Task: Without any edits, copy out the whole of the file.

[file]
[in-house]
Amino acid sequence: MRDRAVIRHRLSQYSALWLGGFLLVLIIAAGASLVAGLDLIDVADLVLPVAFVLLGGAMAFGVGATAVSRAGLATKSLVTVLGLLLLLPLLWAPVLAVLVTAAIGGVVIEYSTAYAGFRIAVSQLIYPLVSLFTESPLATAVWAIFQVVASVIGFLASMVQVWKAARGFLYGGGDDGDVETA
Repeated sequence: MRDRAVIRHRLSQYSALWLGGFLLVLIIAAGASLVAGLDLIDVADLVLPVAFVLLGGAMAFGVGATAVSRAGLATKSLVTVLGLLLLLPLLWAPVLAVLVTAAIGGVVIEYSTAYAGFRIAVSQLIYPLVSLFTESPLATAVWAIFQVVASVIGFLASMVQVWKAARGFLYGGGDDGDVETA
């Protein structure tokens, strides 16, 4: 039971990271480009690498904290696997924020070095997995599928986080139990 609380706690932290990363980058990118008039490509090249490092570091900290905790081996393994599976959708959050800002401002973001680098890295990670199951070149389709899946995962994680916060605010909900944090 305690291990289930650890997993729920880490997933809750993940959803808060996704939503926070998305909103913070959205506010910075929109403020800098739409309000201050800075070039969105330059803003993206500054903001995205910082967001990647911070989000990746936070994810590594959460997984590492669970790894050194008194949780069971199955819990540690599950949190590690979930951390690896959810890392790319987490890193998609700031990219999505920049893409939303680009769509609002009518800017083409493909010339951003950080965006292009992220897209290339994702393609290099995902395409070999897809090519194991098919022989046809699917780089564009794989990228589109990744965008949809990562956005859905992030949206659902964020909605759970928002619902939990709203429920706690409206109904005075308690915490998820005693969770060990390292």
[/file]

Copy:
[in-house]
Amino acid sequence: MRDRAVIRHRLSQYSALWLGGFLLVLIIAAGASLVAGLDLIDVADLVLPVAFVLLGGAMAFGVGATAVSRAGLATKSLVTVLGLLLLLPLLWAPVLAVLVTAAIGGVVIEYSTAYAGFRIAVSQLIYPLVSLFTESPLATAVWAIFQVVASVIGFLASMVQVWKAARGFLYGGGDDGDVETA
Repeated sequence: MRDRAVIRHRLSQYSALWLGGFLLVLIIAAGASLVAGLDLIDVADLVLPVAFVLLGGAMAFGVGATAVSRAGLATKSLVTVLGLLLLLPLLWAPVLAVLVTAAIGGVVIEYSTAYAGFRIAVSQLIYPLVSLFTESPLATAVWAIFQVVASVIGFLASMVQVWKAARGFLYGGGDDGDVETA
């Protein structure tokens, strides 16, 4: 039971990271480009690498904290696997924020070095997995599928986080139990 609380706690932290990363980058990118008039490509090249490092570091900290905790081996393994599976959708959050800002401002973001680098890295990670199951070149389709899946995962994680916060605010909900944090 305690291990289930650890997993729920880490997933809750993940959803808060996704939503926070998305909103913070959205506010910075929109403020800098739409309000201050800075070039969105330059803003993206500054903001995205910082967001990647911070989000990746936070994810590594959460997984590492669970790894050194008194949780069971199955819990540690599950949190590690979930951390690896959810890392790319987490890193998609700031990219999505920049893409939303680009769509609002009518800017083409493909010339951003950080965006292009992220897209290339994702393609290099995902395409070999897809090519194991098919022989046809699917780089564009794989990228589109990744965008949809990562956005859905992030949206659902964020909605759970928002619902939990709203429920706690409206109904005075308690915490998820005693969770060990390292």